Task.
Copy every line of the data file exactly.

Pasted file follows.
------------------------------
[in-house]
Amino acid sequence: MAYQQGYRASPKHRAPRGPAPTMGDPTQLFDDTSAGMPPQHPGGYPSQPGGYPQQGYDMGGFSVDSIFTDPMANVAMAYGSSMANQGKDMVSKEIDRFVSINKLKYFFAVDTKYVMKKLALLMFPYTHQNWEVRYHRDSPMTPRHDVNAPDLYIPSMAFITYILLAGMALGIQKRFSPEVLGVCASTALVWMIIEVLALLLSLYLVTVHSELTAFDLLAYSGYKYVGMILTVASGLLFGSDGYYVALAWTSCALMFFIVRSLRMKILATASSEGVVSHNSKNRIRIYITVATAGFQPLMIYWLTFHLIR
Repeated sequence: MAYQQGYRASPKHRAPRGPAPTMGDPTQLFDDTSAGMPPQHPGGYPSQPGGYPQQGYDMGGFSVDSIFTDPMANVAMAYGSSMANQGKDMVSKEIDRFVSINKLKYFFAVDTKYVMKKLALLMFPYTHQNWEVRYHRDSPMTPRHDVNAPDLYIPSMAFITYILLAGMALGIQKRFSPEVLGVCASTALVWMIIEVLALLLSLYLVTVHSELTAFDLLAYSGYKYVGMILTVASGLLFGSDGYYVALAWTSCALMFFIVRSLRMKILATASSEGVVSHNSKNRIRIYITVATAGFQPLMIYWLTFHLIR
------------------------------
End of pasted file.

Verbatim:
[in-house]
Amino acid sequence: MAYQQGYRASPKHRAPRGPAPTMGDPTQLFDDTSAGMPPQHPGGYPSQPGGYPQQGYDMGGFSVDSIFTDPMANVAMAYGSSMANQGKDMVSKEIDRFVSINKLKYFFAVDTKYVMKKLALLMFPYTHQNWEVRYHRDSPMTPRHDVNAPDLYIPSMAFITYILLAGMALGIQKRFSPEVLGVCASTALVWMIIEVLALLLSLYLVTVHSELTAFDLLAYSGYKYVGMILTVASGLLFGSDGYYVALAWTSCALMFFIVRSLRMKILATASSEGVVSHNSKNRIRIYITVATAGFQPLMIYWLTFHLIR
Repeated sequence: MAYQQGYRASPKHRAPRGPAPTMGDPTQLFDDTSAGMPPQHPGGYPSQPGGYPQQGYDMGGFSVDSIFTDPMANVAMAYGSSMANQGKDMVSKEIDRFVSINKLKYFFAVDTKYVMKKLALLMFPYTHQNWEVRYHRDSPMTPRHDVNAPDLYIPSMAFITYILLAGMALGIQKRFSPEVLGVCASTALVWMIIEVLALLLSLYLVTVHSELTAFDLLAYSGYKYVGMILTVASGLLFGSDGYYVALAWTSCALMFFIVRSLRMKILATASSEGVVSHNSKNRIRIYITVATAGFQPLMIYWLTFHLIR